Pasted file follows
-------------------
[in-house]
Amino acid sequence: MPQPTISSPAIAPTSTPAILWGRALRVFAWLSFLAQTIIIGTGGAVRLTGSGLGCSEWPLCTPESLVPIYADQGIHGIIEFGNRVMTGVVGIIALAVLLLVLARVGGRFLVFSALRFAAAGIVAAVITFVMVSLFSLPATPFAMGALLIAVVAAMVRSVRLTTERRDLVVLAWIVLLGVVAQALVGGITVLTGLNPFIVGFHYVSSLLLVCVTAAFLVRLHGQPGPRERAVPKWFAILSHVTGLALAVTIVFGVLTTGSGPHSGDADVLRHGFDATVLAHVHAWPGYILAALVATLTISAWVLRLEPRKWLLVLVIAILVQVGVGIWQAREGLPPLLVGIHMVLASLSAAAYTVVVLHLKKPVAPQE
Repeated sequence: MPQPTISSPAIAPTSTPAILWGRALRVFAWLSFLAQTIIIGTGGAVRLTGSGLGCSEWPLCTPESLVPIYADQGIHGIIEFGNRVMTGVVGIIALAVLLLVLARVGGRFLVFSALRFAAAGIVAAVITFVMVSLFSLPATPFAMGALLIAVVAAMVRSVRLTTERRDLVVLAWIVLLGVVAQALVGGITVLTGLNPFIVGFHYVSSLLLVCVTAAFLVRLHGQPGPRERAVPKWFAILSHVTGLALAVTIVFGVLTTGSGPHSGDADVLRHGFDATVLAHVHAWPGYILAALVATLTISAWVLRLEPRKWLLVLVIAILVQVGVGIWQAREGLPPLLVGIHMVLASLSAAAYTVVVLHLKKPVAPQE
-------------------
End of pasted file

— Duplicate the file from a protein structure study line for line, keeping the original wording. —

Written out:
[in-house]
Amino acid sequence: MPQPTISSPAIAPTSTPAILWGRALRVFAWLSFLAQTIIIGTGGAVRLTGSGLGCSEWPLCTPESLVPIYADQGIHGIIEFGNRVMTGVVGIIALAVLLLVLARVGGRFLVFSALRFAAAGIVAAVITFVMVSLFSLPATPFAMGALLIAVVAAMVRSVRLTTERRDLVVLAWIVLLGVVAQALVGGITVLTGLNPFIVGFHYVSSLLLVCVTAAFLVRLHGQPGPRERAVPKWFAILSHVTGLALAVTIVFGVLTTGSGPHSGDADVLRHGFDATVLAHVHAWPGYILAALVATLTISAWVLRLEPRKWLLVLVIAILVQVGVGIWQAREGLPPLLVGIHMVLASLSAAAYTVVVLHLKKPVAPQE
Repeated sequence: MPQPTISSPAIAPTSTPAILWGRALRVFAWLSFLAQTIIIGTGGAVRLTGSGLGCSEWPLCTPESLVPIYADQGIHGIIEFGNRVMTGVVGIIALAVLLLVLARVGGRFLVFSALRFAAAGIVAAVITFVMVSLFSLPATPFAMGALLIAVVAAMVRSVRLTTERRDLVVLAWIVLLGVVAQALVGGITVLTGLNPFIVGFHYVSSLLLVCVTAAFLVRLHGQPGPRERAVPKWFAILSHVTGLALAVTIVFGVLTTGSGPHSGDADVLRHGFDATVLAHVHAWPGYILAALVATLTISAWVLRLEPRKWLLVLVIAILVQVGVGIWQAREGLPPLLVGIHMVLASLSAAAYTVVVLHLKKPVAPQE